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Holding Prisoners in Limbo is a Form of Torture, Says Jailed Activist

10 , April , 2010

2 months after the end of his interrogations and despite a bail order, Emadeddin Baghi is still being held on an expired temporary detention order.

RAHANA – On April 8, the family of Emadeddin Baghi visited with him in an Evin visitation booth. Following the visit, Baghi’s wife Fatemeh Kamali said, “In the past 102 days, there have been no rules on when prison visits and phone calls are permitted. Therefore, we went to Evin Prison, and since Thursdays are booth visitation days, we requested to visit with him. The visit was allowed and we could see Baghi through the glass divider and talk to him over the phone.”
The prominent rights activist remains in high spirits, according to his wife, who nonetheless finds his detention in a small Ward 240 cell astonishing, especially since his interrogations ended more than 2 months ago and he was expected to be released on bail.
During the visit, Baghi told his family that keeping prisoners in limbo situation is in contravention of the regulations governing prisons and security detention centers. He added that, “keeping individuals in closed spaces over long periods of time without access to newspapers, television and books as well as other rights provided by the law is an obvious form of torture.”
According to Baghi, his prison experience has shown him how far away the country is from respecting the civil rights of its people.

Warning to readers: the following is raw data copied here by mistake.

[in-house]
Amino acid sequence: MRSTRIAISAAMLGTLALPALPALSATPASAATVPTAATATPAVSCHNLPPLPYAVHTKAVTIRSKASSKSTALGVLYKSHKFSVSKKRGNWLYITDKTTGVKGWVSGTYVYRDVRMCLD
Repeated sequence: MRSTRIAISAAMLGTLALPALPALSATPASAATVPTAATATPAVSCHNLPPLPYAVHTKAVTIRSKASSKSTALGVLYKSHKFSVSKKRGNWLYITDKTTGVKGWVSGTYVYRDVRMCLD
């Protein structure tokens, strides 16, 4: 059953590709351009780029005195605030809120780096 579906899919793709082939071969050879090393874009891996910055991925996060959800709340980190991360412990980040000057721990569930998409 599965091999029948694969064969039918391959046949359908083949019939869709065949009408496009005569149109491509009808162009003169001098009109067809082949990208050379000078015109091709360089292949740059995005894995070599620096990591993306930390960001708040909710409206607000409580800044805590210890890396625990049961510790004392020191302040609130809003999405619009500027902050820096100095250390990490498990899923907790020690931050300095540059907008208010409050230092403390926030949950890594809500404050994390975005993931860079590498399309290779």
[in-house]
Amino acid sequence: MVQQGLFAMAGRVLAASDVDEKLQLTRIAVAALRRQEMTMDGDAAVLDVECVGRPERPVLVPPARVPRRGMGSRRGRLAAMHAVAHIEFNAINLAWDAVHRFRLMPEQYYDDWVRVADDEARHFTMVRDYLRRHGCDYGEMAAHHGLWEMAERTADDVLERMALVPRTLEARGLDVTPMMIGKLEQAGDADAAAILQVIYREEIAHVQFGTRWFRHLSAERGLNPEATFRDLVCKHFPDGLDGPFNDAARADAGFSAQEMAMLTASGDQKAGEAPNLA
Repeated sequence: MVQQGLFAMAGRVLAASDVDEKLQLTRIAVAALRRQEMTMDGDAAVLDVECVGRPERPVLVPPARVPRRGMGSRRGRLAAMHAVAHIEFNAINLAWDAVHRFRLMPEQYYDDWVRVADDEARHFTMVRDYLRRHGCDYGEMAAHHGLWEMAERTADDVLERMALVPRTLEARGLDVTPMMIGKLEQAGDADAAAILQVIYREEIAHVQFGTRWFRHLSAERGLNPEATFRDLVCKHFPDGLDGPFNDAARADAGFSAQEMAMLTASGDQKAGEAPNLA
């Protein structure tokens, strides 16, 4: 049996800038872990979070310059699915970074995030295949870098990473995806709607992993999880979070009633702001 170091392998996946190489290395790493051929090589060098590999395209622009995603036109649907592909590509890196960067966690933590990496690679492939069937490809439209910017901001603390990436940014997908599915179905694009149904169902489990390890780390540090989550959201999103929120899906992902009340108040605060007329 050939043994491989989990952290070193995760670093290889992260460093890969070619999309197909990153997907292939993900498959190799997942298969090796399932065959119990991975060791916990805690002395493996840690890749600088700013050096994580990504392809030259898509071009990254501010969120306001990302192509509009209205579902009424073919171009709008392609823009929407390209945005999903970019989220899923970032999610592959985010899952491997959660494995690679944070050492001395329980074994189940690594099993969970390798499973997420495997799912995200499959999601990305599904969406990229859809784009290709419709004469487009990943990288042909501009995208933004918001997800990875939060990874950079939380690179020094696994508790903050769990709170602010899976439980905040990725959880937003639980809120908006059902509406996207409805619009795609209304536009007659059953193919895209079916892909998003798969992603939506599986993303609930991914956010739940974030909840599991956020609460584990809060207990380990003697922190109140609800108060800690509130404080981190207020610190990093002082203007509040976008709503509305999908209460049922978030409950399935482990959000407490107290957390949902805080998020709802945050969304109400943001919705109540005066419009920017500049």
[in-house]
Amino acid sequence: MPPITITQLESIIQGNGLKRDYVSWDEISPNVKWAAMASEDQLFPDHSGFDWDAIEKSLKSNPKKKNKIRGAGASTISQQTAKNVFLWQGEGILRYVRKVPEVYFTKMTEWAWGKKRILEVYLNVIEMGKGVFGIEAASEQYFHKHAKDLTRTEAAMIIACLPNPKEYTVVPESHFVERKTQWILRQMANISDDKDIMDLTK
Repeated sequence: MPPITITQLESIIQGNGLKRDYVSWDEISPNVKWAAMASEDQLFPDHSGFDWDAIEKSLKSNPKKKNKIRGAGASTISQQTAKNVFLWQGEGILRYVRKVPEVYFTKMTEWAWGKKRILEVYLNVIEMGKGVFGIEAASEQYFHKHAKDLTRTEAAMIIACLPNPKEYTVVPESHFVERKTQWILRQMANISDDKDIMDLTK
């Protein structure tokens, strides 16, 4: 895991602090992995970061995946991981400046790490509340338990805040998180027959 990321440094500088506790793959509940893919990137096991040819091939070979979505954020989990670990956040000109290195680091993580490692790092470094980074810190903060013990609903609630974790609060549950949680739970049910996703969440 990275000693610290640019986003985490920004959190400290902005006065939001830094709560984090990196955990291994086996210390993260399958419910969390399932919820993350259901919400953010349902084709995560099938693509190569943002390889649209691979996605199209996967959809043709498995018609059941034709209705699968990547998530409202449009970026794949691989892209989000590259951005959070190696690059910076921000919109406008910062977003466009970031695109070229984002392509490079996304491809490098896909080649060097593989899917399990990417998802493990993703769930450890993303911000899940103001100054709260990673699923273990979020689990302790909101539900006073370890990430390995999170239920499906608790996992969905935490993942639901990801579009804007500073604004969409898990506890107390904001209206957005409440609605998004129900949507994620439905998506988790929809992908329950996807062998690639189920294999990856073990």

Baghi has spent the last 2 months of his detention without an official detention order. He has also been denied the right to object his arbitrary detention.
Baghi has filed an official complaint about the conditions of his detention, but his complaint has not yet been addressed. Baghi considers his complaint to be potentially very important since it is a right guaranteed by Article 597 of the Islamic Penal Law, which considers the failure to address complaints filed by prisoners about their treatments to be a criminal offense. Baghi did not tell his wife about the details of his complaint but asked that his lawyers pursue the matter. However, ever since the magistrate court was relocated to Evin Prison, it has become increasingly difficult for lawyers to have access to their clients’ files.
Kamali expressed hope that Baghi’s complaint will not have the same fate as the investigations into the obstruction of his release on bail; i.e., being shrouded in a veil of uncertainty.

http://www.rahana.org/en/?p=2404


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